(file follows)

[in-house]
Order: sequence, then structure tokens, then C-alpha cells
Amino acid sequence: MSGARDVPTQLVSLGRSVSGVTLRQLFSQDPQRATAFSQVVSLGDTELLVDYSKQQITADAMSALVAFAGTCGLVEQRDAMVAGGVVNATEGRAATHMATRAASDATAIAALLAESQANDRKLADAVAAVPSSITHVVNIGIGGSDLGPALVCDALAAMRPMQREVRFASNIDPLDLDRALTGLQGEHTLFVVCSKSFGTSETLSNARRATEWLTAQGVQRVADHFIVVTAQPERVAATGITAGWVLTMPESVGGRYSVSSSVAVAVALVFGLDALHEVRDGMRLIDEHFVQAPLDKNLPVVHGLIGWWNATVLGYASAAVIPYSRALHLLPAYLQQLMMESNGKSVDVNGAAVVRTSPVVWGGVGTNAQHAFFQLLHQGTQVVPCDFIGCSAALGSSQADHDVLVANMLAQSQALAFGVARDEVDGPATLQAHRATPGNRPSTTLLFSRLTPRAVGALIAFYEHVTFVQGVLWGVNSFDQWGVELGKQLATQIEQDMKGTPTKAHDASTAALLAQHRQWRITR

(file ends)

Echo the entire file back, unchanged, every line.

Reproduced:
[in-house]
Order: sequence, then structure tokens, then C-alpha cells
Amino acid sequence: MSGARDVPTQLVSLGRSVSGVTLRQLFSQDPQRATAFSQVVSLGDTELLVDYSKQQITADAMSALVAFAGTCGLVEQRDAMVAGGVVNATEGRAATHMATRAASDATAIAALLAESQANDRKLADAVAAVPSSITHVVNIGIGGSDLGPALVCDALAAMRPMQREVRFASNIDPLDLDRALTGLQGEHTLFVVCSKSFGTSETLSNARRATEWLTAQGVQRVADHFIVVTAQPERVAATGITAGWVLTMPESVGGRYSVSSSVAVAVALVFGLDALHEVRDGMRLIDEHFVQAPLDKNLPVVHGLIGWWNATVLGYASAAVIPYSRALHLLPAYLQQLMMESNGKSVDVNGAAVVRTSPVVWGGVGTNAQHAFFQLLHQGTQVVPCDFIGCSAALGSSQADHDVLVANMLAQSQALAFGVARDEVDGPATLQAHRATPGNRPSTTLLFSRLTPRAVGALIAFYEHVTFVQGVLWGVNSFDQWGVELGKQLATQIEQDMKGTPTKAHDASTAALLAQHRQWRITR